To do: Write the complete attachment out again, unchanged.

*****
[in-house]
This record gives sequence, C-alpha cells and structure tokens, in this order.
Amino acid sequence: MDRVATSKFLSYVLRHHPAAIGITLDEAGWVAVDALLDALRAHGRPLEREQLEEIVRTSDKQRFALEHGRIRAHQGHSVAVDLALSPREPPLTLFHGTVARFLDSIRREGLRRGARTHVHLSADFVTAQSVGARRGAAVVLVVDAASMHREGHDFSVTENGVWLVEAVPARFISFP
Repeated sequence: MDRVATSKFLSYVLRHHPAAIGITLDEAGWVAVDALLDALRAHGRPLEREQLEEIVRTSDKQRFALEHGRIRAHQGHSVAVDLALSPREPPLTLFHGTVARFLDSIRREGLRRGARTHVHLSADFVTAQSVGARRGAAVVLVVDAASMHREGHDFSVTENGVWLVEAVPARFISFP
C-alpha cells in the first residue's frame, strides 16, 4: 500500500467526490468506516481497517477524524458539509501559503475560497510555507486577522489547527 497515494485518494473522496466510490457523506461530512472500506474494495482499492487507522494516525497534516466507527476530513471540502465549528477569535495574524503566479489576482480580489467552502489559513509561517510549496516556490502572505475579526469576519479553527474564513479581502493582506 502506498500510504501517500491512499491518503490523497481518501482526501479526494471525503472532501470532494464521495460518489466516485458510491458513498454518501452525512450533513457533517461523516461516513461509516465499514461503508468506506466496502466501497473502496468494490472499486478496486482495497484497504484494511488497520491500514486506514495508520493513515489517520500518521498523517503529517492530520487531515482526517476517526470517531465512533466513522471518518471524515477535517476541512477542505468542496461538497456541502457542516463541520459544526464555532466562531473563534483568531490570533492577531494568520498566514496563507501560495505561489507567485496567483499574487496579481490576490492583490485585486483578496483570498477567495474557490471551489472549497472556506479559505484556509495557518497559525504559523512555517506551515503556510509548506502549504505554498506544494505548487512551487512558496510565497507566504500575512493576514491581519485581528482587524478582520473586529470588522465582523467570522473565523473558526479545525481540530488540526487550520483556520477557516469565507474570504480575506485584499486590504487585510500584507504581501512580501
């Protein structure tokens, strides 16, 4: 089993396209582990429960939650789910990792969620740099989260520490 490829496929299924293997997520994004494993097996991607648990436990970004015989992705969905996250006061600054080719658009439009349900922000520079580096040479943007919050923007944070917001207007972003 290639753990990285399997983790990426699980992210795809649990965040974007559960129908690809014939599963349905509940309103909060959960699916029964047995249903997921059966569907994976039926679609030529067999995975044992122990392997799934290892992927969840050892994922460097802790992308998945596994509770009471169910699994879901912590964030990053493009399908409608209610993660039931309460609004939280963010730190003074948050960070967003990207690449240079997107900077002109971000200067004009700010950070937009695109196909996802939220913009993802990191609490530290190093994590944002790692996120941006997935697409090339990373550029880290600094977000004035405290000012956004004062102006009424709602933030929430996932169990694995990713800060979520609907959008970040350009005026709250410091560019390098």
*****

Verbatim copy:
[in-house]
This record gives sequence, C-alpha cells and structure tokens, in this order.
Amino acid sequence: MDRVATSKFLSYVLRHHPAAIGITLDEAGWVAVDALLDALRAHGRPLEREQLEEIVRTSDKQRFALEHGRIRAHQGHSVAVDLALSPREPPLTLFHGTVARFLDSIRREGLRRGARTHVHLSADFVTAQSVGARRGAAVVLVVDAASMHREGHDFSVTENGVWLVEAVPARFISFP
Repeated sequence: MDRVATSKFLSYVLRHHPAAIGITLDEAGWVAVDALLDALRAHGRPLEREQLEEIVRTSDKQRFALEHGRIRAHQGHSVAVDLALSPREPPLTLFHGTVARFLDSIRREGLRRGARTHVHLSADFVTAQSVGARRGAAVVLVVDAASMHREGHDFSVTENGVWLVEAVPARFISFP
C-alpha cells in the first residue's frame, strides 16, 4: 500500500467526490468506516481497517477524524458539509501559503475560497510555507486577522489547527 497515494485518494473522496466510490457523506461530512472500506474494495482499492487507522494516525497534516466507527476530513471540502465549528477569535495574524503566479489576482480580489467552502489559513509561517510549496516556490502572505475579526469576519479553527474564513479581502493582506 502506498500510504501517500491512499491518503490523497481518501482526501479526494471525503472532501470532494464521495460518489466516485458510491458513498454518501452525512450533513457533517461523516461516513461509516465499514461503508468506506466496502466501497473502496468494490472499486478496486482495497484497504484494511488497520491500514486506514495508520493513515489517520500518521498523517503529517492530520487531515482526517476517526470517531465512533466513522471518518471524515477535517476541512477542505468542496461538497456541502457542516463541520459544526464555532466562531473563534483568531490570533492577531494568520498566514496563507501560495505561489507567485496567483499574487496579481490576490492583490485585486483578496483570498477567495474557490471551489472549497472556506479559505484556509495557518497559525504559523512555517506551515503556510509548506502549504505554498506544494505548487512551487512558496510565497507566504500575512493576514491581519485581528482587524478582520473586529470588522465582523467570522473565523473558526479545525481540530488540526487550520483556520477557516469565507474570504480575506485584499486590504487585510500584507504581501512580501
């Protein structure tokens, strides 16, 4: 089993396209582990429960939650789910990792969620740099989260520490 490829496929299924293997997520994004494993097996991607648990436990970004015989992705969905996250006061600054080719658009439009349900922000520079580096040479943007919050923007944070917001207007972003 290639753990990285399997983790990426699980992210795809649990965040974007559960129908690809014939599963349905509940309103909060959960699916029964047995249903997921059966569907994976039926679609030529067999995975044992122990392997799934290892992927969840050892994922460097802790992308998945596994509770009471169910699994879901912590964030990053493009399908409608209610993660039931309460609004939280963010730190003074948050960070967003990207690449240079997107900077002109971000200067004009700010950070937009695109196909996802939220913009993802990191609490530290190093994590944002790692996120941006997935697409090339990373550029880290600094977000004035405290000012956004004062102006009424709602933030929430996932169990694995990713800060979520609907959008970040350009005026709250410091560019390098």